Microsoft Corp. is giving students free access to its most sophisticated tools for writing software and making media-rich Web sites, a move that intensifies its competition with Adobe Systems Inc. and could challenge open source software's popularity.
The Redmond-based software maker said on Monday it will let students download Visual Studio Professional Edition, a software development environment; Expression Studio, which includes graphic design and Web site and hybrid Web-desktop programming tools; and XNA Game Studio 2.0, a video game development program.
The company will also give away SQL Server 2005 Developer Edition and Windows Server Standard Edition.
Microsoft Chairman Bill Gates said the company's past efforts to arrange educational discounts for these programs limited the number of students who ultimately could use them. DreamSpark, as Microsoft is calling the free software offering, opens up access to many more students.
It's also good for Microsoft's business, Gates added.
"We give up some revenue, but we gain the fact that we'll get the feedback of these students, get more courses to incorporate our tools into the programs and get more startups where kids are familiar with Visual Studio, Expression Studio and SQL Server," Gates said in a phone interview.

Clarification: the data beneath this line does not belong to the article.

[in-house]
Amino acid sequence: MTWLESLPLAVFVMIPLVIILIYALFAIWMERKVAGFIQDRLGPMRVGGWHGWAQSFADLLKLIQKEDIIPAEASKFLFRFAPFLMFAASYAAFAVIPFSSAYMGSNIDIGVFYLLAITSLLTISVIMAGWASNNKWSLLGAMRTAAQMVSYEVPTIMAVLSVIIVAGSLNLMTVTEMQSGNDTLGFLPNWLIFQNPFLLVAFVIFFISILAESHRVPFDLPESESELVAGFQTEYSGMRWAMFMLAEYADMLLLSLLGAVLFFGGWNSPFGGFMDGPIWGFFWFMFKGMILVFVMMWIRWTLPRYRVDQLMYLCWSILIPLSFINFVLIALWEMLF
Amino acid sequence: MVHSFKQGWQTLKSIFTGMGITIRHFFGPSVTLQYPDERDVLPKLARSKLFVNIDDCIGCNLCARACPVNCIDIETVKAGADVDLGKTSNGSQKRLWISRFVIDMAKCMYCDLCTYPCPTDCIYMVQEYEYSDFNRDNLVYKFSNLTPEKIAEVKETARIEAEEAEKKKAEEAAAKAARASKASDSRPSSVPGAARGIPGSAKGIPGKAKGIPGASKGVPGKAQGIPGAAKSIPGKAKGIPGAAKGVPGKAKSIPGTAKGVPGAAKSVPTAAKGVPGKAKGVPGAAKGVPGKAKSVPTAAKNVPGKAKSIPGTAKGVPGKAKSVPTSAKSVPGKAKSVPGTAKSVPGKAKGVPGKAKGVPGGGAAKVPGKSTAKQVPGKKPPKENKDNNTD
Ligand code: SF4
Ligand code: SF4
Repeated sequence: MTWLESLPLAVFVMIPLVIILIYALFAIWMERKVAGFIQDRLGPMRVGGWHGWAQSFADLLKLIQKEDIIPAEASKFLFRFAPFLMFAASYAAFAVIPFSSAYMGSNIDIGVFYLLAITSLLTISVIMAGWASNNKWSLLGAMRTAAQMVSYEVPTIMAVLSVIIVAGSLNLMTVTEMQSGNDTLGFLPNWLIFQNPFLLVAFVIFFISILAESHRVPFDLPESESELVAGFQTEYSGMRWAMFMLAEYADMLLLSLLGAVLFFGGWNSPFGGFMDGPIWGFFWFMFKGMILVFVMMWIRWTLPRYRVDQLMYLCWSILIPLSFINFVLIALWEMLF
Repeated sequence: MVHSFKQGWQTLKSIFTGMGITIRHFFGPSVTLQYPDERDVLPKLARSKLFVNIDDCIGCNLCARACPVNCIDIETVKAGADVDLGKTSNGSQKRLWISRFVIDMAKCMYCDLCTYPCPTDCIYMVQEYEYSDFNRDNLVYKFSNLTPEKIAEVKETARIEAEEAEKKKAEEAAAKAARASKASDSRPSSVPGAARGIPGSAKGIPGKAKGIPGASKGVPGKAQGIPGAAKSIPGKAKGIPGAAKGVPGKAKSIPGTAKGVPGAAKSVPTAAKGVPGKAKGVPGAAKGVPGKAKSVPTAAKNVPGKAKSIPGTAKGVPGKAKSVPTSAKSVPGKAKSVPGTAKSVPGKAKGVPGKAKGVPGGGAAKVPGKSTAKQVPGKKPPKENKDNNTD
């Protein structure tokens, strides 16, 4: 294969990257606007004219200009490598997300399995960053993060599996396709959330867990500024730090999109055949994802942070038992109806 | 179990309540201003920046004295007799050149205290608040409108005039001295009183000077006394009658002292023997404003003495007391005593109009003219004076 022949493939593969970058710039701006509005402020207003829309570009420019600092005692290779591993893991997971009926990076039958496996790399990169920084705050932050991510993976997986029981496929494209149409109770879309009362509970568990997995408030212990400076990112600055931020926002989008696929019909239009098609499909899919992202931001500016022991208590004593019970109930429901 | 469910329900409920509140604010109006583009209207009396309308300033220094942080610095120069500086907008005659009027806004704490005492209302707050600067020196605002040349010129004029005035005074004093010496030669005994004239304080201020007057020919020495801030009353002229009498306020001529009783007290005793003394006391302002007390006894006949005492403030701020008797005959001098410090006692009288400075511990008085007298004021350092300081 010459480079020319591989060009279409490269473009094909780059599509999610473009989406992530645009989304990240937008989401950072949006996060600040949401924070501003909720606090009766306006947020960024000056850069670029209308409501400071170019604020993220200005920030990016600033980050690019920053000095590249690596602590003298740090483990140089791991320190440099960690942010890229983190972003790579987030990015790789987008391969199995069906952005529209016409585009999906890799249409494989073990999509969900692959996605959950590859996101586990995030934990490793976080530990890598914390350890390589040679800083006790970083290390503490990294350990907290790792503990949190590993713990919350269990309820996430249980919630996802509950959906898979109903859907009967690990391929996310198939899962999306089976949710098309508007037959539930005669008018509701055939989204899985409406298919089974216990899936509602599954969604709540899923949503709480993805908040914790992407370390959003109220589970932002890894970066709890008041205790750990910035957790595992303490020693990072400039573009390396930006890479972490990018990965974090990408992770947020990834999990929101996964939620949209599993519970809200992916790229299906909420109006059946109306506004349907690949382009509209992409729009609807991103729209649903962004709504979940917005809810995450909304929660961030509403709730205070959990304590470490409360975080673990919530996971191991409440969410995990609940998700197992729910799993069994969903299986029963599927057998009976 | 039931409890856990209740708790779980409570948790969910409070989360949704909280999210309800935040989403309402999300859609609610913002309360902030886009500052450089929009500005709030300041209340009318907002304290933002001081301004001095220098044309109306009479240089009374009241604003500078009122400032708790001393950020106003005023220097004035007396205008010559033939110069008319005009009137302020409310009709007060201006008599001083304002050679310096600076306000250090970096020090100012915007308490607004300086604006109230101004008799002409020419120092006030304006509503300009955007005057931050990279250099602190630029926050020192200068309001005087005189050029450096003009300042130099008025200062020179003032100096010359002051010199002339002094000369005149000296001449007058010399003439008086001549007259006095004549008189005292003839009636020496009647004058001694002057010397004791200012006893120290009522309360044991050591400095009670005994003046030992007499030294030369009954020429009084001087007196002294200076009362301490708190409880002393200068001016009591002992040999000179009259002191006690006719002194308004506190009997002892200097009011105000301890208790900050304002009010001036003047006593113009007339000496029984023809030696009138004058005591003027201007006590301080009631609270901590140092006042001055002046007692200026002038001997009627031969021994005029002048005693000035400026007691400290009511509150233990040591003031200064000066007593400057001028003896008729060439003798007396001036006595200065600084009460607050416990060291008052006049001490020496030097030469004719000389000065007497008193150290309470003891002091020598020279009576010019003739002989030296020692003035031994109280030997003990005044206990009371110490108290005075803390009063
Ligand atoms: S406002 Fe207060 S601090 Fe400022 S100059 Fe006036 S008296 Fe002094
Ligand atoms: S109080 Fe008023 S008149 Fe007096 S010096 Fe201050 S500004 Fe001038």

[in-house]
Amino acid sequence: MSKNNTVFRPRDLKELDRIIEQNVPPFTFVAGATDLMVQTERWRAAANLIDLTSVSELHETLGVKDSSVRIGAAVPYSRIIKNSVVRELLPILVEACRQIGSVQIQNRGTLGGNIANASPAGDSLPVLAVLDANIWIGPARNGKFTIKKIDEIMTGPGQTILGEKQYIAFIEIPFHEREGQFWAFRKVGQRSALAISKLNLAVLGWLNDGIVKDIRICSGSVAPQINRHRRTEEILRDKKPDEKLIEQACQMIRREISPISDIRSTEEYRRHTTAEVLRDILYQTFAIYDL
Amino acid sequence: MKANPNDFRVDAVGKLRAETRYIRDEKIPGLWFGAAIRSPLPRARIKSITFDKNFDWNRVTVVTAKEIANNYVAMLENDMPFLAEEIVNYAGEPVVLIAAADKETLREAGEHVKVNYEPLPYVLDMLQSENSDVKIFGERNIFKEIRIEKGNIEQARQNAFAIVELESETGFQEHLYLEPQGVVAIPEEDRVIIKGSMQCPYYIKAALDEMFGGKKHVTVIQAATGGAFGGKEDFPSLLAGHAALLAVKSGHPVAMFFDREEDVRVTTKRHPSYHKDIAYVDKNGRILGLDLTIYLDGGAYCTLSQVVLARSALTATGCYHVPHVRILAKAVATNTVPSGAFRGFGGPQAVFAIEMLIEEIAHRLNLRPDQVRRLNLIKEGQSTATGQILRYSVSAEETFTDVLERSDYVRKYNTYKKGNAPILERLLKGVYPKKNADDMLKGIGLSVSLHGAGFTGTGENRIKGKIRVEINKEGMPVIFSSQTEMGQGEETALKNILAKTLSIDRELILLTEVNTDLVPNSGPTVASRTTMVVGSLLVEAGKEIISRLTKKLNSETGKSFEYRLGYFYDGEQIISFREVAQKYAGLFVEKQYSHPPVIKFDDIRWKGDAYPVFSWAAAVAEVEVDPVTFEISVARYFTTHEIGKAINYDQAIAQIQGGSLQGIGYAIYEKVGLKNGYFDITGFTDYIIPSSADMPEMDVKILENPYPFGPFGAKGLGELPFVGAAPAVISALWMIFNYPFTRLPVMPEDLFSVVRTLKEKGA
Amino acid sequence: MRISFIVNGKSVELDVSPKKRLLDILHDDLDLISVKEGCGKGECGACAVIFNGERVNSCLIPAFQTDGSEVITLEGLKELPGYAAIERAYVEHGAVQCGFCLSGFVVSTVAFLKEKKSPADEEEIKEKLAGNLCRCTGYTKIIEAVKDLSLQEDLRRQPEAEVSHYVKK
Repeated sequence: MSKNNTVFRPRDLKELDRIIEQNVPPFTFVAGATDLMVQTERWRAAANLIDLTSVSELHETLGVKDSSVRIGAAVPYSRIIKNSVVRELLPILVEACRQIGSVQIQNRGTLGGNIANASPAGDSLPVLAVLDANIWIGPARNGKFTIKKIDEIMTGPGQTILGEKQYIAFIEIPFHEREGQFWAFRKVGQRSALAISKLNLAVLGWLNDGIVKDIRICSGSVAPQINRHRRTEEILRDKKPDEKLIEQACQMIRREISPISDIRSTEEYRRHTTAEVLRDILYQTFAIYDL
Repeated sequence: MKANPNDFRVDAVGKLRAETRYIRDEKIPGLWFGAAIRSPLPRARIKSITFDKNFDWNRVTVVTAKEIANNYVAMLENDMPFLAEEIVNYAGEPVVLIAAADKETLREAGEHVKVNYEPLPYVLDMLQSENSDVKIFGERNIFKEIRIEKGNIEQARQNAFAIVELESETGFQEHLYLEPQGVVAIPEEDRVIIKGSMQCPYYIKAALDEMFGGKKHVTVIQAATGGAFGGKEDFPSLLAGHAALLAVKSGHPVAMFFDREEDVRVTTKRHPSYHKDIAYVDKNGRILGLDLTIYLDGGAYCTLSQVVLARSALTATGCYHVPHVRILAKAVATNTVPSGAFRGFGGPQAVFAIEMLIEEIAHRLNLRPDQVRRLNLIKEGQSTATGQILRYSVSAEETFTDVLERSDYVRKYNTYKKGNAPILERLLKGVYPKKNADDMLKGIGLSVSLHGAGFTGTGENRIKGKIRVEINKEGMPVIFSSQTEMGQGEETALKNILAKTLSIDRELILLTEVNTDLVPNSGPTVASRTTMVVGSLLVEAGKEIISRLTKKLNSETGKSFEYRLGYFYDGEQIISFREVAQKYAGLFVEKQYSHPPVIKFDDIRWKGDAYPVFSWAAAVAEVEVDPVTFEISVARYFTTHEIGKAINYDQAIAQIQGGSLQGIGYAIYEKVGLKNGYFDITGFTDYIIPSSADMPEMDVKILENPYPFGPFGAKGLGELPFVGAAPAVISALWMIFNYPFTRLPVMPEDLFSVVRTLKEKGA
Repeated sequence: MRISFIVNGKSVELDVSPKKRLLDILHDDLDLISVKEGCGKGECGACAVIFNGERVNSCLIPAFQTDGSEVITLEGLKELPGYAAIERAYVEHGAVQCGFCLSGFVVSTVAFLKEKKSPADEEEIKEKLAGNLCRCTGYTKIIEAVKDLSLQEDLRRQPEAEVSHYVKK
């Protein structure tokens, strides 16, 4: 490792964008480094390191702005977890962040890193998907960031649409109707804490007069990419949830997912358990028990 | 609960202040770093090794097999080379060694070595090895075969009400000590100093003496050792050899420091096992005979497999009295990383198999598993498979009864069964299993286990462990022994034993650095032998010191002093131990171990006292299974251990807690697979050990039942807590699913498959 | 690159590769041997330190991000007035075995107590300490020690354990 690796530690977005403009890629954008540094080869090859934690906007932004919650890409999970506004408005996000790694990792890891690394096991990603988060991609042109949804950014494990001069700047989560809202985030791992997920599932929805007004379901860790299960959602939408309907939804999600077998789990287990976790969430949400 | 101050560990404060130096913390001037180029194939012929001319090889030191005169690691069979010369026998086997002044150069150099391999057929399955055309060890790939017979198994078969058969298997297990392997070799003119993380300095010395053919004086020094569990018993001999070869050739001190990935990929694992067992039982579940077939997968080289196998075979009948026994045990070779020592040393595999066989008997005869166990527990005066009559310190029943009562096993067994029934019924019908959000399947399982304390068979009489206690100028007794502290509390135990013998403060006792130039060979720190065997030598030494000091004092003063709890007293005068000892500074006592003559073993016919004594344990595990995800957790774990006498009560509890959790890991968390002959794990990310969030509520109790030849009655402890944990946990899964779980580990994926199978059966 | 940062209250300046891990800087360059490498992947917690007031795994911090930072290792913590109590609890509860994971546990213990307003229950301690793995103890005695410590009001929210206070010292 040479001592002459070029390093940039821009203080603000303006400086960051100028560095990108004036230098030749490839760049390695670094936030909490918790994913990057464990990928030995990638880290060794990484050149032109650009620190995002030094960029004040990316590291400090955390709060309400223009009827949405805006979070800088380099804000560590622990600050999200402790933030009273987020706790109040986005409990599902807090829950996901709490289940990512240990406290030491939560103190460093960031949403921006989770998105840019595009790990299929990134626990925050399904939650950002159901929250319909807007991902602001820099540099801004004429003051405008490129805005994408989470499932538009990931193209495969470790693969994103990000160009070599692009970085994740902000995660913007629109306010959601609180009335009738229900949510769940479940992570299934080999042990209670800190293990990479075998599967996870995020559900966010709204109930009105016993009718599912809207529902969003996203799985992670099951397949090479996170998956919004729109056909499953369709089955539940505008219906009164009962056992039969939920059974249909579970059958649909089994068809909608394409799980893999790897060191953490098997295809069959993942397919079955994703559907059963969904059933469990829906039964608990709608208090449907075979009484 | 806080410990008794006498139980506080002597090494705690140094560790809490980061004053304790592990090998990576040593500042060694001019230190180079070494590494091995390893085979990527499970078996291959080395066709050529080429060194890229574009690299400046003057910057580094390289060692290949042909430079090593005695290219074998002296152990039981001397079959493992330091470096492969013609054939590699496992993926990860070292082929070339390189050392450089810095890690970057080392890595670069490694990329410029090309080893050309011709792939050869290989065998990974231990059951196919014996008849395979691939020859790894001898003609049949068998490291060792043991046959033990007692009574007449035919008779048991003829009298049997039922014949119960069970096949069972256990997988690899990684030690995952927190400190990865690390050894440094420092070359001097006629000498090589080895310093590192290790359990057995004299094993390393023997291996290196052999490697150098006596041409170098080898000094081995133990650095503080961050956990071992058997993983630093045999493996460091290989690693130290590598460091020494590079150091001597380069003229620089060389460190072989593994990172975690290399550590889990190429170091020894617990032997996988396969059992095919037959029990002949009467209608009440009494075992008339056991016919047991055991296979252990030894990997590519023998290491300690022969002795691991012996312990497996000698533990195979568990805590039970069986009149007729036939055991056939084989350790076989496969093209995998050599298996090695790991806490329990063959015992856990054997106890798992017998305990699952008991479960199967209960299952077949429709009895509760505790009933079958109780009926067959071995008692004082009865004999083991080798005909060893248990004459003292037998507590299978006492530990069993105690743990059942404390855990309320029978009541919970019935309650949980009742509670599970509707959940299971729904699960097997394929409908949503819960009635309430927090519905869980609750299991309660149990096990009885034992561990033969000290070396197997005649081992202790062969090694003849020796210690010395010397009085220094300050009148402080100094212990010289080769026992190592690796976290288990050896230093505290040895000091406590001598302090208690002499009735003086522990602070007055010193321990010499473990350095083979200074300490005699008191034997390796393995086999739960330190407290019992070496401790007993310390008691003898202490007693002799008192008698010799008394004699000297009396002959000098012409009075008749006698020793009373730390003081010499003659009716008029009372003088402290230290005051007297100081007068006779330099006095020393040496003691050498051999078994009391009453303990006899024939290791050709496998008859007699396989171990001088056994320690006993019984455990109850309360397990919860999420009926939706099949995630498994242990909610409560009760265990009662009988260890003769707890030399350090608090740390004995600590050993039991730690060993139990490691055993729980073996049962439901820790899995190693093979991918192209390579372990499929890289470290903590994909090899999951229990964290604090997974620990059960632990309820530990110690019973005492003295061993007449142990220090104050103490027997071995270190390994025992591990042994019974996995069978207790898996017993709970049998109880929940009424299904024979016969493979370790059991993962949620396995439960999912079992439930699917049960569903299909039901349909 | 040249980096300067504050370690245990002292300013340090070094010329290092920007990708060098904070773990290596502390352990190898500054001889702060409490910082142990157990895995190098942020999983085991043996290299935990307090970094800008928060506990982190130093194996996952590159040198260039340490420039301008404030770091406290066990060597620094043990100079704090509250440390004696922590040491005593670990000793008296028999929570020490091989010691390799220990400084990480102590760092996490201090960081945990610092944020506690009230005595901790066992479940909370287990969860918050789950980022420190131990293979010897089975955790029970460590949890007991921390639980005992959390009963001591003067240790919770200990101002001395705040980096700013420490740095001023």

The program, which Microsoft says will put its software and Web development tools in the hands of 1 billion students, gives momentum to an attack Microsoft launched on Adobe Systems Inc. last year with the release of Expression Studio and Silverlight, its answer to Adobe's market-leading Photoshop and Illustrator design programs and Flash, the technology behind much of the video and animation on Web pages.
"It's a brilliant strategic move on the part of Microsoft," said Chris Swenson, a software industry analyst with NPD Group. "This is one of the core audiences you have to hit if you really want to make a difference in the rich Internet application market going forward."
DreamSpark could also win a generation of programmers away from open source software, which companies from small startups to Google Inc. use as an affordable, flexible alternative to software from the likes of Microsoft and database maker Oracle Inc.